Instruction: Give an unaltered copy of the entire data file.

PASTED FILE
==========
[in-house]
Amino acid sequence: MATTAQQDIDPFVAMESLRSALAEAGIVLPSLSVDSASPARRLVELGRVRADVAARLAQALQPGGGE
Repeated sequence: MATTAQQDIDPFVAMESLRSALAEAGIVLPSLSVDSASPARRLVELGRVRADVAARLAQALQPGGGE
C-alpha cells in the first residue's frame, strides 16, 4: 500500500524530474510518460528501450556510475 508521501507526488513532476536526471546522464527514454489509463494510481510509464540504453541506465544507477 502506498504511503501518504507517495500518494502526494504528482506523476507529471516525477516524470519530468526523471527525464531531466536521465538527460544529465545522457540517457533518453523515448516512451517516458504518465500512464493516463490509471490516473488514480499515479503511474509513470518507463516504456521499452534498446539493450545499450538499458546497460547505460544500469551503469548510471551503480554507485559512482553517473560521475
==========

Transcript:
[in-house]
Amino acid sequence: MATTAQQDIDPFVAMESLRSALAEAGIVLPSLSVDSASPARRLVELGRVRADVAARLAQALQPGGGE
Repeated sequence: MATTAQQDIDPFVAMESLRSALAEAGIVLPSLSVDSASPARRLVELGRVRADVAARLAQALQPGGGE
C-alpha cells in the first residue's frame, strides 16, 4: 500500500524530474510518460528501450556510475 508521501507526488513532476536526471546522464527514454489509463494510481510509464540504453541506465544507477 502506498504511503501518504507517495500518494502526494504528482506523476507529471516525477516524470519530468526523471527525464531531466536521465538527460544529465545522457540517457533518453523515448516512451517516458504518465500512464493516463490509471490516473488514480499515479503511474509513470518507463516504456521499452534498446539493450545499450538499458546497460547505460544500469551503469548510471551503480554507485559512482553517473560521475